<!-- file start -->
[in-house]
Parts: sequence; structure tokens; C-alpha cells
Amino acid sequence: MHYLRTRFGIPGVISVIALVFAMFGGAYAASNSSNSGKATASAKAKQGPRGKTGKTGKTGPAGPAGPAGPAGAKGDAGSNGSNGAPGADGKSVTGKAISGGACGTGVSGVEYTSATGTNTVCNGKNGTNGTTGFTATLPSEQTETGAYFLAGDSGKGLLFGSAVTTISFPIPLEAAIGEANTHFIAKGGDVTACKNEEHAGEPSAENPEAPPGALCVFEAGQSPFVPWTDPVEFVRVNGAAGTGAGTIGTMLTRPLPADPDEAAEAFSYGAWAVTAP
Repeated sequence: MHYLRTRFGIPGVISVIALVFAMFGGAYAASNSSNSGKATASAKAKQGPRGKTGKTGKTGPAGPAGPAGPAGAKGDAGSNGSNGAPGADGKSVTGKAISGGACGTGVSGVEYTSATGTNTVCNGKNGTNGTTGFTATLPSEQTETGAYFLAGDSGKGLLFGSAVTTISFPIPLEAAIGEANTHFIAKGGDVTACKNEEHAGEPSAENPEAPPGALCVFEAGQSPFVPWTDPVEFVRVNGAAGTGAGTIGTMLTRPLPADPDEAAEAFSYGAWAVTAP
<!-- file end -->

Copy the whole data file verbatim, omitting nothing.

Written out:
[in-house]
Parts: sequence; structure tokens; C-alpha cells
Amino acid sequence: MHYLRTRFGIPGVISVIALVFAMFGGAYAASNSSNSGKATASAKAKQGPRGKTGKTGKTGPAGPAGPAGPAGAKGDAGSNGSNGAPGADGKSVTGKAISGGACGTGVSGVEYTSATGTNTVCNGKNGTNGTTGFTATLPSEQTETGAYFLAGDSGKGLLFGSAVTTISFPIPLEAAIGEANTHFIAKGGDVTACKNEEHAGEPSAENPEAPPGALCVFEAGQSPFVPWTDPVEFVRVNGAAGTGAGTIGTMLTRPLPADPDEAAEAFSYGAWAVTAP
Repeated sequence: MHYLRTRFGIPGVISVIALVFAMFGGAYAASNSSNSGKATASAKAKQGPRGKTGKTGKTGPAGPAGPAGPAGAKGDAGSNGSNGAPGADGKSVTGKAISGGACGTGVSGVEYTSATGTNTVCNGKNGTNGTTGFTATLPSEQTETGAYFLAGDSGKGLLFGSAVTTISFPIPLEAAIGEANTHFIAKGGDVTACKNEEHAGEPSAENPEAPPGALCVFEAGQSPFVPWTDPVEFVRVNGAAGTGAGTIGTMLTRPLPADPDEAAEAFSYGAWAVTAP